Having transitioned to an Engineering Management role 6 months ago, one of the biggest challenges I had to overcome was learning not to immediately share my opinion or thoughts. I had previously read articles and listened to podcasts on how leaders should speak last, or how the leader’s opinion is often taken as a directive rather than what it really is: simply another opinion. To be honest, I did not fully buy-in or relate to this concept as an individual contributor. However, this hit me hard in my new management role.
The first time I realized that this was a challenge was during a team meeting. We were all brainstorming solutions on a technical problem we were trying to solve. When it was my turn to speak up, I remember starting my sentence with “this is just my opinion, but I believe we should do XYZ.” When I was done, an engineer responded to me with “what I am hearing you say is that we should do XYZ, but I do not agree with that.”
After the meeting concluded, I took some time to reflect on what had just happened. How could I have been clearer or expressed my opinion differently, without having it seem as if I was pushing a decision onto my team members? I legitimately wanted to share my opinion and see what the engineers thought of it. I was not pushing for my proposed solution to be the right one.
I then remembered listening to an interview with Katie Womersley where she said that brainstorming as a leader without your team knowing that your brainstorming is really dangerous. She also went on to say that you have to be explicitly clear that you are brainstorming — or in creative mode — and that what you are saying does not necessarily mean that it will be implemented.
So, the first lesson I learned is that simply saying this is my opinion does not work, and that I should have been clearer that I was in brainstorming mode and that I do not intend us to implement what I say.
Another podcast that resonated with me on this topic was Adam Grant’s interview with former U.S. Attorney Preet Bharara (available on iTunes). This episode had nothing to do with technology or engineering, but had some very interesting leadership lessons in it. The one that really caught my attention was Preet suggesting that leaders should speak last. In his experience through many different leadership roles, people will often lean towards the boss’ opinion. They might disagree with it or have different opinions, but they will most likely lean towards their boss’ opinion and not share their own. For that reason, leaders should always speak last.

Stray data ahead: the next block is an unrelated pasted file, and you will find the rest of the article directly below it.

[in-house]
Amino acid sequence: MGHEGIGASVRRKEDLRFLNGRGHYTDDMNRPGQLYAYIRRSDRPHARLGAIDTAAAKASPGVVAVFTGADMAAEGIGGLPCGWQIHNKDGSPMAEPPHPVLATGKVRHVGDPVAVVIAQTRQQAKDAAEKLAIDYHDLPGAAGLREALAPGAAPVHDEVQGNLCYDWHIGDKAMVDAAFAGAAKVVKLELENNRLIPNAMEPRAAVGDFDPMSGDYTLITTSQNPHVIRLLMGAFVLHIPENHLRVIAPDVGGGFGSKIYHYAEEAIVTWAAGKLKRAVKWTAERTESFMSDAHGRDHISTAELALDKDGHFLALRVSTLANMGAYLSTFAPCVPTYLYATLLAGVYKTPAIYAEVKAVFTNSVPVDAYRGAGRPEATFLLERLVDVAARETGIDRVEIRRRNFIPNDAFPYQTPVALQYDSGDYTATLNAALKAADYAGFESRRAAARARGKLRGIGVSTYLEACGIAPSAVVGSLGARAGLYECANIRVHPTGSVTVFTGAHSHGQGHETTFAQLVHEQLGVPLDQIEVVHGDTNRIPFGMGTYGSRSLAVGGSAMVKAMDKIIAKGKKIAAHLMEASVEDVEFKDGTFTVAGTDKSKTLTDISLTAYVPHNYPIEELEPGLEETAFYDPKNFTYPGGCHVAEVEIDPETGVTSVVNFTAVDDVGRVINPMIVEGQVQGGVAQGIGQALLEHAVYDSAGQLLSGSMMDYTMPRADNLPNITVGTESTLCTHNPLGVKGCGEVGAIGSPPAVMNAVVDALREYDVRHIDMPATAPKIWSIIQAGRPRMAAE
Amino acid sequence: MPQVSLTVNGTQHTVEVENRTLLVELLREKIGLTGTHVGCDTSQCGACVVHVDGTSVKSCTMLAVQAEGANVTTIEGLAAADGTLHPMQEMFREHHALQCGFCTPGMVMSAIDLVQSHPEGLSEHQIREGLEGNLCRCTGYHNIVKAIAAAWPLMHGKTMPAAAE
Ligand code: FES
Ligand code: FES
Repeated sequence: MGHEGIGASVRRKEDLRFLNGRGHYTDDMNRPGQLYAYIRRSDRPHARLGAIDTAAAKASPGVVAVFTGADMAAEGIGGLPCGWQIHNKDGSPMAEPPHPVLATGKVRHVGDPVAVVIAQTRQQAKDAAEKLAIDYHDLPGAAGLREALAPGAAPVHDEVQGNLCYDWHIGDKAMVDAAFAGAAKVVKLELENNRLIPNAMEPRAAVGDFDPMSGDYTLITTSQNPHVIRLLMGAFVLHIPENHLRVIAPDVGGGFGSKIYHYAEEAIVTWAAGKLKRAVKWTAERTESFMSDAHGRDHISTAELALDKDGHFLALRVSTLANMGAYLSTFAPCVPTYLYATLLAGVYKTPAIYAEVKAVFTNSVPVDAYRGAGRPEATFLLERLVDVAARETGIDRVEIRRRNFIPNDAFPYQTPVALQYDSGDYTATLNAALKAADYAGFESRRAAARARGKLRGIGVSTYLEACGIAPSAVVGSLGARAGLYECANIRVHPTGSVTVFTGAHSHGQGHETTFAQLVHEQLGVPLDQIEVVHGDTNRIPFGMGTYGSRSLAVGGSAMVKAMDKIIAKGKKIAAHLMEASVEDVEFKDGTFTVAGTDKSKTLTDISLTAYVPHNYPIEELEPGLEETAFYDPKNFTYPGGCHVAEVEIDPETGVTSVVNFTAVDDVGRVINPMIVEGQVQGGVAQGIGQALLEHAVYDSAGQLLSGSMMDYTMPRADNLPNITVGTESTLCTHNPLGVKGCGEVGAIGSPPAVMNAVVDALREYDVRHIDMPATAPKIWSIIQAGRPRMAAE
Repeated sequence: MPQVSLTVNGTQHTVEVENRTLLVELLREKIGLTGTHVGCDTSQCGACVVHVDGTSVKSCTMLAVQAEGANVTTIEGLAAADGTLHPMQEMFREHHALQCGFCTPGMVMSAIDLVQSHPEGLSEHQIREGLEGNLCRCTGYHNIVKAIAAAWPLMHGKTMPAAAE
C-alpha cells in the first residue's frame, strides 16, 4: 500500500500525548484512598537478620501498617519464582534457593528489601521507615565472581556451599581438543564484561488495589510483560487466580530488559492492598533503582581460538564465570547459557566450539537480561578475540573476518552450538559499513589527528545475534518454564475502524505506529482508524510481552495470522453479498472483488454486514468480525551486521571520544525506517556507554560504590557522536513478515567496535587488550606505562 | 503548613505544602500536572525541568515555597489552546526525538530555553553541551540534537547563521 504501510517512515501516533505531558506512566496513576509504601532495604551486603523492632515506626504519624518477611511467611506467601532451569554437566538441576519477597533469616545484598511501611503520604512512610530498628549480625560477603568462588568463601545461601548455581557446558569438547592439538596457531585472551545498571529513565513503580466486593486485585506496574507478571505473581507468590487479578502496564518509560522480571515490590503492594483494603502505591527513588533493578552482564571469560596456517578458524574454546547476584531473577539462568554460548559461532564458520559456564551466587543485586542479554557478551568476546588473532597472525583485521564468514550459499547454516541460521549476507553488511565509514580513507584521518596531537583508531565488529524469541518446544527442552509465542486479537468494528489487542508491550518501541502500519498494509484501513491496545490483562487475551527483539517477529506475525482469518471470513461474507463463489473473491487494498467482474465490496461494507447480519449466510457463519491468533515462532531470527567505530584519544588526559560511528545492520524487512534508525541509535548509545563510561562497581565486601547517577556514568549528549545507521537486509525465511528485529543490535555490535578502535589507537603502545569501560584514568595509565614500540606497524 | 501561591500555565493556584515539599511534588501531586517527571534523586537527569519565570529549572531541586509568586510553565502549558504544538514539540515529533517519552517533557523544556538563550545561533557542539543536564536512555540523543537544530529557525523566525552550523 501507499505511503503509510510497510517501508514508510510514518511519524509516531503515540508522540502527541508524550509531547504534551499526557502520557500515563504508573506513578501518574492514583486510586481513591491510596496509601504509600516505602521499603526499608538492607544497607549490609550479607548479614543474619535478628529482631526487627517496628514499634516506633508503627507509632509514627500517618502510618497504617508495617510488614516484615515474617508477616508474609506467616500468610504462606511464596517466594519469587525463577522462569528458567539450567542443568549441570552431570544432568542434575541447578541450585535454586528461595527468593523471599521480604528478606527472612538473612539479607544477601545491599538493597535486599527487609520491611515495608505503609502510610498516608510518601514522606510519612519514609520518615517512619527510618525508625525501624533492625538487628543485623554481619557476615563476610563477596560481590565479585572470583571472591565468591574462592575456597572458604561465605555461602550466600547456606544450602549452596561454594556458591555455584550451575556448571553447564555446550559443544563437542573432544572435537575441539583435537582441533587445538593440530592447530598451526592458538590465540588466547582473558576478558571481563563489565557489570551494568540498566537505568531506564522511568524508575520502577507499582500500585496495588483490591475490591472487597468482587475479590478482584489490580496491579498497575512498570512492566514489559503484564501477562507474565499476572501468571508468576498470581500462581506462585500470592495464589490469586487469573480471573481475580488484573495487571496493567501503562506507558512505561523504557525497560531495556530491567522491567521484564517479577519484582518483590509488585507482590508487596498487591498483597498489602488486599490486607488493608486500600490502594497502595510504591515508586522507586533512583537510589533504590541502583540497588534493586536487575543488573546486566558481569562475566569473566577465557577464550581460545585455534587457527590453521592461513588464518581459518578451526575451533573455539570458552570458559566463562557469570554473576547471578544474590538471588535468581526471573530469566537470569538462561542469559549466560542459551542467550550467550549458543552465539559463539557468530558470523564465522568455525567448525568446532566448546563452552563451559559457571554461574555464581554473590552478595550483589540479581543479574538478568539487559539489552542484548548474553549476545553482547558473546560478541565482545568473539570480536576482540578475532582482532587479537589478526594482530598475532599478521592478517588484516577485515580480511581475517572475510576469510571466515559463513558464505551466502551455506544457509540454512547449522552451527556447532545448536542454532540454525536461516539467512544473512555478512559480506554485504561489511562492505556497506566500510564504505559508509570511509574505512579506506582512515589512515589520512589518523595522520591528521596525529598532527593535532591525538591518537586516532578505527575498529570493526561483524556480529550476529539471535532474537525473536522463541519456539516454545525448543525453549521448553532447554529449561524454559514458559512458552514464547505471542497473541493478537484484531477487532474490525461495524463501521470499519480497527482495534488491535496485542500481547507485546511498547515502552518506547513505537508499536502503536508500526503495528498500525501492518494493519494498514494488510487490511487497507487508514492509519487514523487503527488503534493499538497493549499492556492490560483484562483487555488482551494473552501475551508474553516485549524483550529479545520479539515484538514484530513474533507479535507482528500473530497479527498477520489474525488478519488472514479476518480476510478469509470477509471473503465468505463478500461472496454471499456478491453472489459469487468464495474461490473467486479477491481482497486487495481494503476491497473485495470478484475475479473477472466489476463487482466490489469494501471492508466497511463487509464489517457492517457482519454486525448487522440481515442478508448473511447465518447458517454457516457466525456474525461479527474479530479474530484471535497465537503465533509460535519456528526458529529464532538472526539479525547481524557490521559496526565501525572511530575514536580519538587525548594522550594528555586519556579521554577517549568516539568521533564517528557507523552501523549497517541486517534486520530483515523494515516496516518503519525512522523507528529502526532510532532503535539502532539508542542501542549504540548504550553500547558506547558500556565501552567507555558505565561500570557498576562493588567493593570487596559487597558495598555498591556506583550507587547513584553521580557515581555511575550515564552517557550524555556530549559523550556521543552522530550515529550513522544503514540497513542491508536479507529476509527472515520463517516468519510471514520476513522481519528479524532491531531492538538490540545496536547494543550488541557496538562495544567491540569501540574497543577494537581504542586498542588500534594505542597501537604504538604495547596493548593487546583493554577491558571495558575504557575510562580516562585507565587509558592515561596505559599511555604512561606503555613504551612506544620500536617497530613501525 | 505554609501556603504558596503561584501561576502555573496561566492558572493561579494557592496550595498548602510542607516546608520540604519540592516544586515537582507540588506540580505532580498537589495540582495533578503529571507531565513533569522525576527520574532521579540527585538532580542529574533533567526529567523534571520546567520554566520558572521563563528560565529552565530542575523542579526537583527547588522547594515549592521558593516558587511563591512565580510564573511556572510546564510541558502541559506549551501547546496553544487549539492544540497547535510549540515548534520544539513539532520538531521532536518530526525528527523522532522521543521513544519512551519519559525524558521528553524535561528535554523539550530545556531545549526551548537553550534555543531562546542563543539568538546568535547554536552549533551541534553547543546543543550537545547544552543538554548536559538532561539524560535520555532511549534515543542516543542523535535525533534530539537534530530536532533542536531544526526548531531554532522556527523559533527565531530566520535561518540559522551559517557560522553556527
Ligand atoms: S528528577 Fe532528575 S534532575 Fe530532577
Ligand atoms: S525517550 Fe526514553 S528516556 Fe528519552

Our mandate should be to listen first, and speak last.
Let your team members go first. Give everyone a chance to speak up. Let them share their opinion and concerns. Then, when everybody else had a chance to speak up, you — as a leader — should speak and share your opinion.
The benefit of this approach is that you will not bias anyone else’s opinion. You will hear what they truly want to say and think. You will have more information at your disposal to make an informed decision. You will have the chance to hear more opinions than if you had went first and everyone agreed with you.
This should be our objective as leaders. We should allow everyone to speak up, listen to their feedback, and use that knowledge to make the best possible decision.
As an Engineering Manager, I adapted this mantra to fit my technical field. Now, when I’m talking with my team members or when we are brainstorming solutions, I listen to the conversations and speak last. But, I also focus on asking a lot of questions instead of proposing solutions. I try to poke holes into the team’s proposed solutions to see what will remain standing at the end. I ask questions that will push the engineers to think through different edge cases that they may not have thought of. I want them to realize that the solution may not be viable because of a question that I asked, or because a question I asked made them think of another potential loophole. This will help them grow, make them practice thinking through different use cases, and learn to poke holes into solutions when discussing among each others.
To summarize, the way I have overcame my biggest challenge as a manager so far has been to speak last and let my team members go first. Furthermore, I also ask lots of questions about the proposed solutions rather than proposing a solution myself. This has worked great for me so far and has helped me improve a valuable skill: the art of listening.